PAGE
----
SUGAR FREE: Northrop Grumman Corp. said that Chief Executive Ronald Sugar plans to retire at the end of the year. The Los Angeles defense contractor said Sugar, 61, will be replaced as CEO on Jan. 1 by Wes Bush, the company's current president and chief operating officer. Bush, 48, has been elected to the board, effective immediately. Sugar also serves as Northrop's chairman. When he retires, lead independent director Lewis W. Coleman, 67, will become the board's non-executive chairman. Sugar will continue advising the company as chairman emeritus until his official retirement date of June 30, 2010.

ACQUIRED: Aerospace company Hi-Shear Technology Corp. said it has agreed to be acquired by a British company for $132 million in cash. The Torrance company, which makes components for rockets and satellites, said it signed a definitive merger agreement with Chemring Group PLC, a London defense contractor. Hi-Shear stockholders would receive $19.18 per share, a 61 percent premium over Hi-Shear's Tuesday closing stock price. Chemring, which makes materials for the defense industry, said that it expects to close the deal in the fourth quarter pending shareholder and other approvals.

MALIBU SCANDAL: Wells Fargo & Co. fired an employee accused of using a bank-owned home in the exclusive Malibu Colony for personal use. Cheronda Guyton, a senior vice president, had been seen using the beachfront home by neighbors after the bank acquired it from the former owners, who were victims in the Bernard Madoff fraud case. The couple had been forced to sign over the property to Wells Fargo to help satisfy a larger debt. The bank investigated after reports in the Los Angeles Times.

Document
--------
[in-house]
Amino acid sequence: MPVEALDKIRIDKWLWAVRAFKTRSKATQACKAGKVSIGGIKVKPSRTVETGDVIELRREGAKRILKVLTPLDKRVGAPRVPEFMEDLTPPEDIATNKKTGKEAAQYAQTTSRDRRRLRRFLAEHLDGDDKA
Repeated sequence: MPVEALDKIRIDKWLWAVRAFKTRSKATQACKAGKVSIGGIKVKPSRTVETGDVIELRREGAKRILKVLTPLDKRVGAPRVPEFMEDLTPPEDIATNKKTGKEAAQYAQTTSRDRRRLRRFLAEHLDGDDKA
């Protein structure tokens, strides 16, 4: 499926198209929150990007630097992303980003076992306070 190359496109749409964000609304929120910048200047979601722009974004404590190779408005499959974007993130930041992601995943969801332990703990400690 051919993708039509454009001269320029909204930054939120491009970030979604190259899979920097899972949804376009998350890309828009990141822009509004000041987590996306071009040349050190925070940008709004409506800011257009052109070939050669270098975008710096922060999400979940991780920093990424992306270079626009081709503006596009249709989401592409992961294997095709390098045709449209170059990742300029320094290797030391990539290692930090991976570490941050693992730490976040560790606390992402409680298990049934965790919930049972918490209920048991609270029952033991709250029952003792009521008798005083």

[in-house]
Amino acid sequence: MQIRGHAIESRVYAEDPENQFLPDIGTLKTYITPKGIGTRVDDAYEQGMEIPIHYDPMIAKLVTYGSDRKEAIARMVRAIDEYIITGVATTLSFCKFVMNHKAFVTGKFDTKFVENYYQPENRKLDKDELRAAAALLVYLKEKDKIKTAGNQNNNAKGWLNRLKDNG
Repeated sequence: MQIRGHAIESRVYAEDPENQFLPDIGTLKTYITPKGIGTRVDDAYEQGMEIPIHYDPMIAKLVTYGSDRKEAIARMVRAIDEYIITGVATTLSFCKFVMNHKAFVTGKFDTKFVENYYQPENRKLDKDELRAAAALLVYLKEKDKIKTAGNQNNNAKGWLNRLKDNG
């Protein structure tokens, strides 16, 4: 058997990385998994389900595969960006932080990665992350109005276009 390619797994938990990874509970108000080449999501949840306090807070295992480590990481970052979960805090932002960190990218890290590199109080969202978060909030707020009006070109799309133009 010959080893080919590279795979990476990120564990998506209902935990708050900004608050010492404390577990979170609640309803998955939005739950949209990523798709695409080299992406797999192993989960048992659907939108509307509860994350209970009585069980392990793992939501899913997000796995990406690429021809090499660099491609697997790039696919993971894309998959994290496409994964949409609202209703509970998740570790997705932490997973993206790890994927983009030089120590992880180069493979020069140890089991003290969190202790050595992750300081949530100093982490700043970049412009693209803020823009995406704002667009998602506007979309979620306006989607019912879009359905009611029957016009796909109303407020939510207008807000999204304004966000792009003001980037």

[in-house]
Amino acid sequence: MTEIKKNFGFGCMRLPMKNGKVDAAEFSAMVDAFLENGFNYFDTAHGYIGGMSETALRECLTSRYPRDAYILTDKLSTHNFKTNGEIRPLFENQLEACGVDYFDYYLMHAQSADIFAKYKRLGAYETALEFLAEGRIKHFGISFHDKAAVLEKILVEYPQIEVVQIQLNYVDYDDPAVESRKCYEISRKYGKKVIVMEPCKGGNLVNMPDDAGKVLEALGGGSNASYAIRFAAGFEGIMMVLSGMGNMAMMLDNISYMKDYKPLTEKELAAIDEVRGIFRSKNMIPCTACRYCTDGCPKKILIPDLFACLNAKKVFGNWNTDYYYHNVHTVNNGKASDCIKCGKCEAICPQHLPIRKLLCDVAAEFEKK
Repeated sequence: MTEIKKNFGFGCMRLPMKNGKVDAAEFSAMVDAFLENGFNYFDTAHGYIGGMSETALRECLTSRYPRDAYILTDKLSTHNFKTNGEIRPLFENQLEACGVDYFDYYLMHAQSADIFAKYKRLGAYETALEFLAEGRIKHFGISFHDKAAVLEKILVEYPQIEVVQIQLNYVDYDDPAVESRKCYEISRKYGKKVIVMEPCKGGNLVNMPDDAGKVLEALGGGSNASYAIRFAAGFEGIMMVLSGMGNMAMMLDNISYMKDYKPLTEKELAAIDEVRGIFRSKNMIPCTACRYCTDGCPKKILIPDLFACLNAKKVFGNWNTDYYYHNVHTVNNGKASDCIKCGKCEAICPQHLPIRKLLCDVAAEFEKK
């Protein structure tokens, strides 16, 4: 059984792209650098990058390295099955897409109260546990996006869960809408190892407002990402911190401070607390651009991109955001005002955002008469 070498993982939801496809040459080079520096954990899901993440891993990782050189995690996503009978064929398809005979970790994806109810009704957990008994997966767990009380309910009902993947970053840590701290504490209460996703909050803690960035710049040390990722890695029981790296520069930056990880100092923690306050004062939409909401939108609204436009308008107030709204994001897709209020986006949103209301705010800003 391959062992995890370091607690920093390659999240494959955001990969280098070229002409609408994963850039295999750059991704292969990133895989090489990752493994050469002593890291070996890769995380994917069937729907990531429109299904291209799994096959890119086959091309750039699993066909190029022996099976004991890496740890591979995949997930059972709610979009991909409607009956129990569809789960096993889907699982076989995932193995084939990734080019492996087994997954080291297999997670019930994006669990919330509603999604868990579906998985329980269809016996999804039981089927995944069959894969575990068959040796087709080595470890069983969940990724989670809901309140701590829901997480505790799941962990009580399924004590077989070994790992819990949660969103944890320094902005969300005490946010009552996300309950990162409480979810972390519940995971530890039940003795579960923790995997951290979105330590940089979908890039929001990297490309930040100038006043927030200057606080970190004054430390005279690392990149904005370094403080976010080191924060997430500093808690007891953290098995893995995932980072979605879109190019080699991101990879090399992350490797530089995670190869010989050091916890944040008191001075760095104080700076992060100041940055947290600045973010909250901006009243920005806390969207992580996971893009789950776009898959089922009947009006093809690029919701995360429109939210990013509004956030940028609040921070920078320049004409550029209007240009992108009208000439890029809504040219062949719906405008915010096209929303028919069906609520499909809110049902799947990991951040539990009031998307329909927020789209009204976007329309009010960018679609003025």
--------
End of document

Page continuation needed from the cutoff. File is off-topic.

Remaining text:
RECOVERY DELAY: California's economy will continue to shed jobs at a rapid rate through the rest of this year and the job picture will remain flat for 2010. Growth will only resume in 2011, according to the latest UCLA Anderson Quarterly Forecast. The state's unemployment rate will top out at 12.2 percent in fourth quarter 2009 and fall back slightly to an average 11.6 percent for 2010, a slight improvement from UCLA Anderson's bleak forecast issued three months ago. Since then, national consumer confidence ticked up quicker than expected, forecast author Jerry Nickelsburg wrote in the report.

BAN UPHELD: In a victory for Thousand Oaks biotech giant Amgen Inc., the U.S. Court of Appeals for the Federal Circuit let stand a U.S. ban on the sale of Roche Holding AG's Mircera. Amgen, a marketer of a profitable line of anemia drugs, accused Roche in 2005 of patent infringement. Mircera, which is available in several other countries, is most comparable to Amgen's original anemia drug, Epogen, which had U.S. sales of $2.5 billion in 2008.

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